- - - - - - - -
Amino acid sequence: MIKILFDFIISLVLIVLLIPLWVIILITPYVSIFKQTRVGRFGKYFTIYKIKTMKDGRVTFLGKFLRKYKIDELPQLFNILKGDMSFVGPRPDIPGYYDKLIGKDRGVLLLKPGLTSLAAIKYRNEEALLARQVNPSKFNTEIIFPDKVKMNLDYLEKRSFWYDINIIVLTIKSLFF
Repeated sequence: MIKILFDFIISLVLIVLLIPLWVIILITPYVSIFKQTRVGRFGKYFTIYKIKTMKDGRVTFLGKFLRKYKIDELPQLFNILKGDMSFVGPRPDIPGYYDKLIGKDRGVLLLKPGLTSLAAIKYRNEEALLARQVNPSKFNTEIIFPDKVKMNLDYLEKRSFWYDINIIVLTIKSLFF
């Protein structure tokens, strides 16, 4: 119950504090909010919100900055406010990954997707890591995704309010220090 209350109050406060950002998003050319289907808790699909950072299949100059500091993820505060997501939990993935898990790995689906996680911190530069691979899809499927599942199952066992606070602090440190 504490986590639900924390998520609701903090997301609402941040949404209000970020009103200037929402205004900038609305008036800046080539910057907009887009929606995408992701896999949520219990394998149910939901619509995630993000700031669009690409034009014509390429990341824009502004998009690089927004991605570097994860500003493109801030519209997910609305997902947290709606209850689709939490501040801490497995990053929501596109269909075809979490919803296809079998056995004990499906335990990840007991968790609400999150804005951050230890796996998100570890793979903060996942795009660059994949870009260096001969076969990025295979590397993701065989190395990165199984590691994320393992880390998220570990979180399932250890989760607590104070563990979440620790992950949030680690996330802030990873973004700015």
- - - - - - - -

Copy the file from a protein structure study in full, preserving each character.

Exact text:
Amino acid sequence: MIKILFDFIISLVLIVLLIPLWVIILITPYVSIFKQTRVGRFGKYFTIYKIKTMKDGRVTFLGKFLRKYKIDELPQLFNILKGDMSFVGPRPDIPGYYDKLIGKDRGVLLLKPGLTSLAAIKYRNEEALLARQVNPSKFNTEIIFPDKVKMNLDYLEKRSFWYDINIIVLTIKSLFF
Repeated sequence: MIKILFDFIISLVLIVLLIPLWVIILITPYVSIFKQTRVGRFGKYFTIYKIKTMKDGRVTFLGKFLRKYKIDELPQLFNILKGDMSFVGPRPDIPGYYDKLIGKDRGVLLLKPGLTSLAAIKYRNEEALLARQVNPSKFNTEIIFPDKVKMNLDYLEKRSFWYDINIIVLTIKSLFF
């Protein structure tokens, strides 16, 4: 119950504090909010919100900055406010990954997707890591995704309010220090 209350109050406060950002998003050319289907808790699909950072299949100059500091993820505060997501939990993935898990790995689906996680911190530069691979899809499927599942199952066992606070602090440190 504490986590639900924390998520609701903090997301609402941040949404209000970020009103200037929402205004900038609305008036800046080539910057907009887009929606995408992701896999949520219990394998149910939901619509995630993000700031669009690409034009014509390429990341824009502004998009690089927004991605570097994860500003493109801030519209997910609305997902947290709606209850689709939490501040801490497995990053929501596109269909075809979490919803296809079998056995004990499906335990990840007991968790609400999150804005951050230890796996998100570890793979903060996942795009660059994949870009260096001969076969990025295979590397993701065989190395990165199984590691994320393992880390998220570990979180399932250890989760607590104070563990979440620790992950949030680690996330802030990873973004700015």